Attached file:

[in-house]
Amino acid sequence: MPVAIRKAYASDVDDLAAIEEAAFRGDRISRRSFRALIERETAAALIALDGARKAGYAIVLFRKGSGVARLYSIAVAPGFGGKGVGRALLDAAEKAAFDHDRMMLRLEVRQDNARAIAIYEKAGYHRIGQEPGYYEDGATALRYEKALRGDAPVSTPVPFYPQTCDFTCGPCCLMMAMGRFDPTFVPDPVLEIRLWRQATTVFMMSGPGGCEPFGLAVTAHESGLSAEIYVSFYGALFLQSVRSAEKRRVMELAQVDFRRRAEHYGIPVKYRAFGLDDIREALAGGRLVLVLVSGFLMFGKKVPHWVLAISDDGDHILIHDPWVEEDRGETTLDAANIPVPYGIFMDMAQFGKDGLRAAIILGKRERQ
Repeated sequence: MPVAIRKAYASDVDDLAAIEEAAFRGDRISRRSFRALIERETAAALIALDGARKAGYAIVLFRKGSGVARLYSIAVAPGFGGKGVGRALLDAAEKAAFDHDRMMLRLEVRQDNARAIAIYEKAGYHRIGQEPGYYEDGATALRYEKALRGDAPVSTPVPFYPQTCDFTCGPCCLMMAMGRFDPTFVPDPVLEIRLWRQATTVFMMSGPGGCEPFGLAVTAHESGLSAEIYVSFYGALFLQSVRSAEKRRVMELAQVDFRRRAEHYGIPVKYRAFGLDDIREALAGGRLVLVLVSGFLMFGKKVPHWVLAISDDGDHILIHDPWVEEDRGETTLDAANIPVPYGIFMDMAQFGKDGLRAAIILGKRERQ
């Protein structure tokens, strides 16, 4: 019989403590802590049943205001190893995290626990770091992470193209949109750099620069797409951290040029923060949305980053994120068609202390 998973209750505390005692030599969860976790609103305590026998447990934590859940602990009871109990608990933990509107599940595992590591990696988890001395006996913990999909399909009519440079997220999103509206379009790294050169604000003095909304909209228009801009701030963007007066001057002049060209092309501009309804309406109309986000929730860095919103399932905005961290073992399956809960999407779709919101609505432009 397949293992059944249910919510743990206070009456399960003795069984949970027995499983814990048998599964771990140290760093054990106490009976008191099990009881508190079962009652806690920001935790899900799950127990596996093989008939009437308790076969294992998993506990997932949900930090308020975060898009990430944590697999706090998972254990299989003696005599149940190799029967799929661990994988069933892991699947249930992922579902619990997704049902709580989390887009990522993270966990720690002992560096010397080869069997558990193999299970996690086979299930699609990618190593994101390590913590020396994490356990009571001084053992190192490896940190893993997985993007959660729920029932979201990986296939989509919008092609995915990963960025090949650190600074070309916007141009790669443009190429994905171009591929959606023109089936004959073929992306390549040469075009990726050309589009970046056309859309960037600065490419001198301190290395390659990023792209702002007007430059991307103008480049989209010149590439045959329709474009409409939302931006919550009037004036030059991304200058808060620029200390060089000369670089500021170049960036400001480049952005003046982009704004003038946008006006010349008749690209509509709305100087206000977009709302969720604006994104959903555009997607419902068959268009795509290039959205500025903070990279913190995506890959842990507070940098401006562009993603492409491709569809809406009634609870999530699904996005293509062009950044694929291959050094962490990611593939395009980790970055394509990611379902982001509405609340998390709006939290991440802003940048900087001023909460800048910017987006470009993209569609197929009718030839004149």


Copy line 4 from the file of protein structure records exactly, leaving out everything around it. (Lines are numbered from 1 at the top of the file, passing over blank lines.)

């Protein structure tokens, strides 16, 4: 019989403590802590049943205001190893995290626990770091992470193209949109750099620069797409951290040029923060949305980053994120068609202390 998973209750505390005692030599969860976790609103305590026998447990934590859940602990009871109990608990933990509107599940595992590591990696988890001395006996913990999909399909009519440079997220999103509206379009790294050169604000003095909304909209228009801009701030963007007066001057002049060209092309501009309804309406109309986000929730860095919103399932905005961290073992399956809960999407779709919101609505432009 397949293992059944249910919510743990206070009456399960003795069984949970027995499983814990048998599964771990140290760093054990106490009976008191099990009881508190079962009652806690920001935790899900799950127990596996093989008939009437308790076969294992998993506990997932949900930090308020975060898009990430944590697999706090998972254990299989003696005599149940190799029967799929661990994988069933892991699947249930992922579902619990997704049902709580989390887009990522993270966990720690002992560096010397080869069997558990193999299970996690086979299930699609990618190593994101390590913590020396994490356990009571001084053992190192490896940190893993997985993007959660729920029932979201990986296939989509919008092609995915990963960025090949650190600074070309916007141009790669443009190429994905171009591929959606023109089936004959073929992306390549040469075009990726050309589009970046056309859309960037600065490419001198301190290395390659990023792209702002007007430059991307103008480049989209010149590439045959329709474009409409939302931006919550009037004036030059991304200058808060620029200390060089000369670089500021170049960036400001480049952005003046982009704004003038946008006006010349008749690209509509709305100087206000977009709302969720604006994104959903555009997607419902068959268009795509290039959205500025903070990279913190995506890959842990507070940098401006562009993603492409491709569809809406009634609870999530699904996005293509062009950044694929291959050094962490990611593939395009980790970055394509990611379902982001509405609340998390709006939290991440802003940048900087001023909460800048910017987006470009993209569609197929009718030839004149």